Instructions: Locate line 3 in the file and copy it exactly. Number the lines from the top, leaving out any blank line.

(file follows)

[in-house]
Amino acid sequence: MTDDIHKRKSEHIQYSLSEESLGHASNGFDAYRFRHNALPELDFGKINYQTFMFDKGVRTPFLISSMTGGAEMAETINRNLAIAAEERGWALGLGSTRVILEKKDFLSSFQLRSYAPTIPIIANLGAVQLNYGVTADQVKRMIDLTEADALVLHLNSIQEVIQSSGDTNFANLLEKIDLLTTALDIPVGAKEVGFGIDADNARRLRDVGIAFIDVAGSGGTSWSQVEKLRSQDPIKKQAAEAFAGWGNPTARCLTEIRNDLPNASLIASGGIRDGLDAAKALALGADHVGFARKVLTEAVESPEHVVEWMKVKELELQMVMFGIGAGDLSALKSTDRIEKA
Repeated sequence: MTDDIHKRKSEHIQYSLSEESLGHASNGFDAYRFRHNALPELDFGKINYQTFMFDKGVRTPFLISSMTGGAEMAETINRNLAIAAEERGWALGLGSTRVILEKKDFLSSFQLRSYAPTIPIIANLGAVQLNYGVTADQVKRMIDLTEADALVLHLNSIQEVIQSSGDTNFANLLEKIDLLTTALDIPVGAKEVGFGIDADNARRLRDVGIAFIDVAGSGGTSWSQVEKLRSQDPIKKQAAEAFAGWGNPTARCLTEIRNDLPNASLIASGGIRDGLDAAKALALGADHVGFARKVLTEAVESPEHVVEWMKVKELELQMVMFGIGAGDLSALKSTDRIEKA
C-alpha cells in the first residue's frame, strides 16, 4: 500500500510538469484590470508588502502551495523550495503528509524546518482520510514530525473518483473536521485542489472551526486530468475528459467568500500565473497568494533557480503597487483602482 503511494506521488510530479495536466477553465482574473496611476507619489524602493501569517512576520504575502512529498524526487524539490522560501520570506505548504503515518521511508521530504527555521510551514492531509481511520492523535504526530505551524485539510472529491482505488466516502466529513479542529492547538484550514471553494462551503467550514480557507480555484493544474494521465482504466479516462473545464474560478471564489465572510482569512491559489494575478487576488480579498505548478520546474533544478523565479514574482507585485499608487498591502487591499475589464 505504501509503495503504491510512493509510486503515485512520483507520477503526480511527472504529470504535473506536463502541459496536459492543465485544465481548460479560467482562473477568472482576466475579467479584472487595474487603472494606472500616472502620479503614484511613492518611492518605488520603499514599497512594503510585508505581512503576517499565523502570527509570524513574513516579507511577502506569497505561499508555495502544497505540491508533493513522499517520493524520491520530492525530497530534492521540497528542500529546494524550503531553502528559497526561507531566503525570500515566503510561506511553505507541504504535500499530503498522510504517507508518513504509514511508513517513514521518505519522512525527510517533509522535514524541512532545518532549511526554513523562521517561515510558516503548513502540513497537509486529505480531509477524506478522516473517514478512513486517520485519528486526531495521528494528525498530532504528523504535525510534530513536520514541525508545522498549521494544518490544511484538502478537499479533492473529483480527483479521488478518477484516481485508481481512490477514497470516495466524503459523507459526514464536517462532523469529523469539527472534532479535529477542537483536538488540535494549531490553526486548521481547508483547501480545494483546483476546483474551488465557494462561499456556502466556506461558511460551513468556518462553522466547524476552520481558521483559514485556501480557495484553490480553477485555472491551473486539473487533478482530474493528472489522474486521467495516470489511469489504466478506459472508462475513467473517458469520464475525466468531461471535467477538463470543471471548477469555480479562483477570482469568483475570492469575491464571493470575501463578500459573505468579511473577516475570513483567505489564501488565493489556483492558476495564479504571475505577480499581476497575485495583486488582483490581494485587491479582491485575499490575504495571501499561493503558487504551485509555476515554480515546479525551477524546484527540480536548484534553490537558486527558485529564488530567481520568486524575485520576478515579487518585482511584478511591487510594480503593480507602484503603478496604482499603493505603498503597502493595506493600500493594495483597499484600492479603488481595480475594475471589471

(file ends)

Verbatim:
Repeated sequence: MTDDIHKRKSEHIQYSLSEESLGHASNGFDAYRFRHNALPELDFGKINYQTFMFDKGVRTPFLISSMTGGAEMAETINRNLAIAAEERGWALGLGSTRVILEKKDFLSSFQLRSYAPTIPIIANLGAVQLNYGVTADQVKRMIDLTEADALVLHLNSIQEVIQSSGDTNFANLLEKIDLLTTALDIPVGAKEVGFGIDADNARRLRDVGIAFIDVAGSGGTSWSQVEKLRSQDPIKKQAAEAFAGWGNPTARCLTEIRNDLPNASLIASGGIRDGLDAAKALALGADHVGFARKVLTEAVESPEHVVEWMKVKELELQMVMFGIGAGDLSALKSTDRIEKA